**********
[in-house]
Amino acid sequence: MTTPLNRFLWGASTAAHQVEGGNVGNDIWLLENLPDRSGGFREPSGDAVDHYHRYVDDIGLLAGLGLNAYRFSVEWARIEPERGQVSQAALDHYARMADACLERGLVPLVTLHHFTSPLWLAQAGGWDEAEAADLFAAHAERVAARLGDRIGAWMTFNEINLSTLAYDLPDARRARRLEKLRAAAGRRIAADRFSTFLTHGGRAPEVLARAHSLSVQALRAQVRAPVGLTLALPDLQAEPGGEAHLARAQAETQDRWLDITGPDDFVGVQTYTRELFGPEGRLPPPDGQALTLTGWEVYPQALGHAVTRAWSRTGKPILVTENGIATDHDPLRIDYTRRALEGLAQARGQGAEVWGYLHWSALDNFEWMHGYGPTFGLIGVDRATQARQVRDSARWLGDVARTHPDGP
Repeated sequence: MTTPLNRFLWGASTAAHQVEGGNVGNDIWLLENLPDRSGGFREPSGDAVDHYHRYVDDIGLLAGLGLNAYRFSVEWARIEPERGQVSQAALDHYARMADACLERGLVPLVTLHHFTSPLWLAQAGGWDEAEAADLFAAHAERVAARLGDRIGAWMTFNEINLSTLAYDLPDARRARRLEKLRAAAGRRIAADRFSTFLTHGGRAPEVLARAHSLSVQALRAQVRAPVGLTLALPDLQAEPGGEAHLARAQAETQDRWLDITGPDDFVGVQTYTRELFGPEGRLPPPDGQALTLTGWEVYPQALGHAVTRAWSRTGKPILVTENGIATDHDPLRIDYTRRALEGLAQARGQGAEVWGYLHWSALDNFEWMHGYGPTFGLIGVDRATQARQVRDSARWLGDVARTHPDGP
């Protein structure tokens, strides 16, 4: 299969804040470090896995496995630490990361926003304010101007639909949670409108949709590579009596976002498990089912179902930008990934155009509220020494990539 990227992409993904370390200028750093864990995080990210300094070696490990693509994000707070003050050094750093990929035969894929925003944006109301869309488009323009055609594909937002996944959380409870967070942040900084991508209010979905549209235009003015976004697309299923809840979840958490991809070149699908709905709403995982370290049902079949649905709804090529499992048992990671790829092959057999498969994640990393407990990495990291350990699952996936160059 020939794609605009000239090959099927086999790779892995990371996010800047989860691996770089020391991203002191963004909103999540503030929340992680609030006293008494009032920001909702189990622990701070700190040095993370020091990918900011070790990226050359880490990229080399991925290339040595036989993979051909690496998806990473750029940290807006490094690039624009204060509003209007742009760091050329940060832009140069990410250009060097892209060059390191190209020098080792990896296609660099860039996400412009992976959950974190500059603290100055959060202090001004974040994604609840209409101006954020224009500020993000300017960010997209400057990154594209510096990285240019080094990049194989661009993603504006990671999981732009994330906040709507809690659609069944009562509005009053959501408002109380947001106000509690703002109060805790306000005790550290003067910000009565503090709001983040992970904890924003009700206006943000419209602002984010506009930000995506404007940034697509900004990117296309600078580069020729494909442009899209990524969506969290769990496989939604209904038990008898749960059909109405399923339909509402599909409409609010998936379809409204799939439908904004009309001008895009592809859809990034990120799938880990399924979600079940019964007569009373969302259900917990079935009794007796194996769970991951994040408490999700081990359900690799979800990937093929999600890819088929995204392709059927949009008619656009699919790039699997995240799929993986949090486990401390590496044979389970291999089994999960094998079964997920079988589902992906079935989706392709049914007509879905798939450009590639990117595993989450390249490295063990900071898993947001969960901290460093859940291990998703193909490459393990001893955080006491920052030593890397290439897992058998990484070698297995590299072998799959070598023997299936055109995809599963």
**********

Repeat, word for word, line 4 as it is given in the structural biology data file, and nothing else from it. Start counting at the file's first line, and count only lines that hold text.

């Protein structure tokens, strides 16, 4: 299969804040470090896995496995630490990361926003304010101007639909949670409108949709590579009596976002498990089912179902930008990934155009509220020494990539 990227992409993904370390200028750093864990995080990210300094070696490990693509994000707070003050050094750093990929035969894929925003944006109301869309488009323009055609594909937002996944959380409870967070942040900084991508209010979905549209235009003015976004697309299923809840979840958490991809070149699908709905709403995982370290049902079949649905709804090529499992048992990671790829092959057999498969994640990393407990990495990291350990699952996936160059 020939794609605009000239090959099927086999790779892995990371996010800047989860691996770089020391991203002191963004909103999540503030929340992680609030006293008494009032920001909702189990622990701070700190040095993370020091990918900011070790990226050359880490990229080399991925290339040595036989993979051909690496998806990473750029940290807006490094690039624009204060509003209007742009760091050329940060832009140069990410250009060097892209060059390191190209020098080792990896296609660099860039996400412009992976959950974190500059603290100055959060202090001004974040994604609840209409101006954020224009500020993000300017960010997209400057990154594209510096990285240019080094990049194989661009993603504006990671999981732009994330906040709507809690659609069944009562509005009053959501408002109380947001106000509690703002109060805790306000005790550290003067910000009565503090709001983040992970904890924003009700206006943000419209602002984010506009930000995506404007940034697509900004990117296309600078580069020729494909442009899209990524969506969290769990496989939604209904038990008898749960059909109405399923339909509402599909409409609010998936379809409204799939439908904004009309001008895009592809859809990034990120799938880990399924979600079940019964007569009373969302259900917990079935009794007796194996769970991951994040408490999700081990359900690799979800990937093929999600890819088929995204392709059927949009008619656009699919790039699997995240799929993986949090486990401390590496044979389970291999089994999960094998079964997920079988589902992906079935989706392709049914007509879905798939450009590639990117595993989450390249490295063990900071898993947001969960901290460093859940291990998703193909490459393990001893955080006491920052030593890397290439897992058998990484070698297995590299072998799959070598023997299936055109995809599963």